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Wednesday, March 16, 2011

If Loving You Is Wrong, Well, I Don't Care. I Still Do. AKA Awesomely Bad

The world is a real horrorshow. And in times of feeling overwhelmed, I like to see movies that don't ask too much of me. My interest in film blossomed out of watching a lot of international/foreign-language cinema and drama. I watch a lot of films. 9 times out of 10 if the TV's on, it's tuned to a film. And the more films I see, the more I want to watch silly films, light films, charming films. The more I crave comedy. Counterbalance.

So, recently, I saw Beastly. Let me rephrase that. Recently, I paid money to see *Beastly*. The trailer looked like the gift of awful. I had hoped it would be a hilarious mini-mental vacation. And it was. *Beastly* was the sort of to-the-max all-around bad that mystifyingly passed every stage of production: from greenlighting to actual *theatrical* distribution. But that's one of the wonders of commerce. And somehow, ineptitude can be fun to watch. Like bumbling physical humor minus the physical.


In "honor" of my recent bad but funny encounter, I compiled a list of 10(ish) movies I love despite themselves. And I don't feel guilty about enjoying them.


Innocuous Awful, aka Bad But Fun1

1) National Treasure 1 & 2 - These were just on TV again recently. They are thin and borderline embarrassing. Even Harvey Keitel comes off as a cheeseball here. But it's a formula done with all the elements I can't help but enjoy: location-hopping mystery, puzzles and clues, unassuming cute sarcastic tech-geek straight man, flexible voice of reason scientist type, and hammy lead to amp up the camp factor. Nic Cage can be as over the top as he wants in these. It just makes them more fun to watch. These might be his only films of the last decade where I wish he'd turn it up even more.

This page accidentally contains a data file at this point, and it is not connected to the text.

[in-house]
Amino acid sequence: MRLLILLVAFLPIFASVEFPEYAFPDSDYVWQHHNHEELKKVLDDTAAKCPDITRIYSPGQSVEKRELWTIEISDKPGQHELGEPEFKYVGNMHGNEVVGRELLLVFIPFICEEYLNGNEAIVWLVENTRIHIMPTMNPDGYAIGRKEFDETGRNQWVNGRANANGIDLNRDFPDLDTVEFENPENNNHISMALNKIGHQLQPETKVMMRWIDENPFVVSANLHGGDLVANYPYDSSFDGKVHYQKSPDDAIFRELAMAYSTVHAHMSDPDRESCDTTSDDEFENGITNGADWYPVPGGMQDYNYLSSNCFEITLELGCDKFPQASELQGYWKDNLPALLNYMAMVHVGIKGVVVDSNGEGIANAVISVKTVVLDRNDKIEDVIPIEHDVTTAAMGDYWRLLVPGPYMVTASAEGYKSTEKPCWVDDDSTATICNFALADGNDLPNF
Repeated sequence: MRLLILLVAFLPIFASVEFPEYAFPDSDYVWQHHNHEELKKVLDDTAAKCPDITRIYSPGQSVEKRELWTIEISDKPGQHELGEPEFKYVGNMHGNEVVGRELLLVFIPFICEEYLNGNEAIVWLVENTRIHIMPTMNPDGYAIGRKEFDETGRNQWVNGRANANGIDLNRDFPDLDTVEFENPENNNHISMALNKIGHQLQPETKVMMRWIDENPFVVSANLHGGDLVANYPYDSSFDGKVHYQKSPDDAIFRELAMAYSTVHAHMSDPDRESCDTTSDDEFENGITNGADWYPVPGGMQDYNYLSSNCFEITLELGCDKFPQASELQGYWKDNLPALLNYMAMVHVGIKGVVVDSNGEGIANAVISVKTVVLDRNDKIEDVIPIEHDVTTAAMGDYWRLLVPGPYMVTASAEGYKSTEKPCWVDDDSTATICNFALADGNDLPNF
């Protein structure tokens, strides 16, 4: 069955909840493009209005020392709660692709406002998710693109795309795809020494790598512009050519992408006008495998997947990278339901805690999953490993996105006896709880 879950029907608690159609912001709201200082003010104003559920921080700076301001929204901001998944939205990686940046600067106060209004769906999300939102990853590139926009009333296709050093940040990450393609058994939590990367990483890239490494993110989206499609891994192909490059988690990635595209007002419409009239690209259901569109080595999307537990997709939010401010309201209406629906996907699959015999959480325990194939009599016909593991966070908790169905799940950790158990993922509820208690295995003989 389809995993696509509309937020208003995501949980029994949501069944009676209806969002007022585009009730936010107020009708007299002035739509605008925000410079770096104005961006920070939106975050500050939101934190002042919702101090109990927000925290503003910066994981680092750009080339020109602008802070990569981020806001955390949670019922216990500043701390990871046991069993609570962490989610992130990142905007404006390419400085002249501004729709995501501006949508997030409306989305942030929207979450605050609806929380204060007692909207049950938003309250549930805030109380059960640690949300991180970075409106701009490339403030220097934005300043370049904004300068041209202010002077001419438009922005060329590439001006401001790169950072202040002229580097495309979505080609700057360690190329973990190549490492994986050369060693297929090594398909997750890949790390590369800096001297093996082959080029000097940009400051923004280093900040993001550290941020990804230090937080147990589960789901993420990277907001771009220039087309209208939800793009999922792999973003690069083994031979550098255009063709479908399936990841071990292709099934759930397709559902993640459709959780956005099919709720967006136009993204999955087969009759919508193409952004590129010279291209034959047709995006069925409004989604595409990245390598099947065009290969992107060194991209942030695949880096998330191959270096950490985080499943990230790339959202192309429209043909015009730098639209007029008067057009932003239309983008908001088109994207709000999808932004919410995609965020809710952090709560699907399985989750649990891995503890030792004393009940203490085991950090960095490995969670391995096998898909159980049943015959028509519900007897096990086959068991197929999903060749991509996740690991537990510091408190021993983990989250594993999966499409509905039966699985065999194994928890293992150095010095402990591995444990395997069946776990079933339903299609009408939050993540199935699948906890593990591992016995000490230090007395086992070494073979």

Tuesday, March 08, 2011

And Here's Where I Comment on "My" Films

Or films I've worked on that you may actually be able to find posted of me.
(As of 3/2011)

Personal assessment time

At some point, you've done all the work you can on a piece and can't do anything more. You accept it for what it is and move on. Like Michael Bay recently has with respect to Transformers. Sometimes things come out exactly how you wanted. And the results are great. Oftentimes they don't. Film is a collaborative art. For everyone to come out satisfied is a major feat.

To the audience, all that matters is the end result. Rightfully so. You want the wheel; you don't care how it was created. From the Creative's view, here's what I can personally offer on/to early filmmakers:

Monday, March 07, 2011

More Isn't Better. It's Just More.

Stop the presses: *Transformers 2* was bad. Michael Bay admits it.

WENN: Transformers was 'no good' Director admits

Just in time to promote the next installment in the *Transformers* franchise. --The NEXT installment.-- (This is where we collectively disregard that the last one was awful and the first one little better. =Capitalism operating on audience optimism.1)

For better or worse, I commend Michael Bay for stating what many will not. Fans and filmmakers alike. About their own work and that of others. [I've done this with mine here.] "That was cr*p. [...] It's a B.S. way to make a movie."

Quote of the Article has to go to Shia LaBeouf, however, and his "You lost a bit of the relationships. Unless you have those relationships, then the movie doesn't matter. Then it's just a bunch of robots fighting."

by Andrew Wippler
. . . Perhaps a memo got lost in the shuffle of shooting without a script, but this *was* a Transformers movie. If *I* go to see Transformers, it's precisely to see big robots fighting. Not barely-there human backstory with cardboard cutout characters. Had the first one been heavier on the robots, lighter on . . . everything else, it would have been far less embarrassing.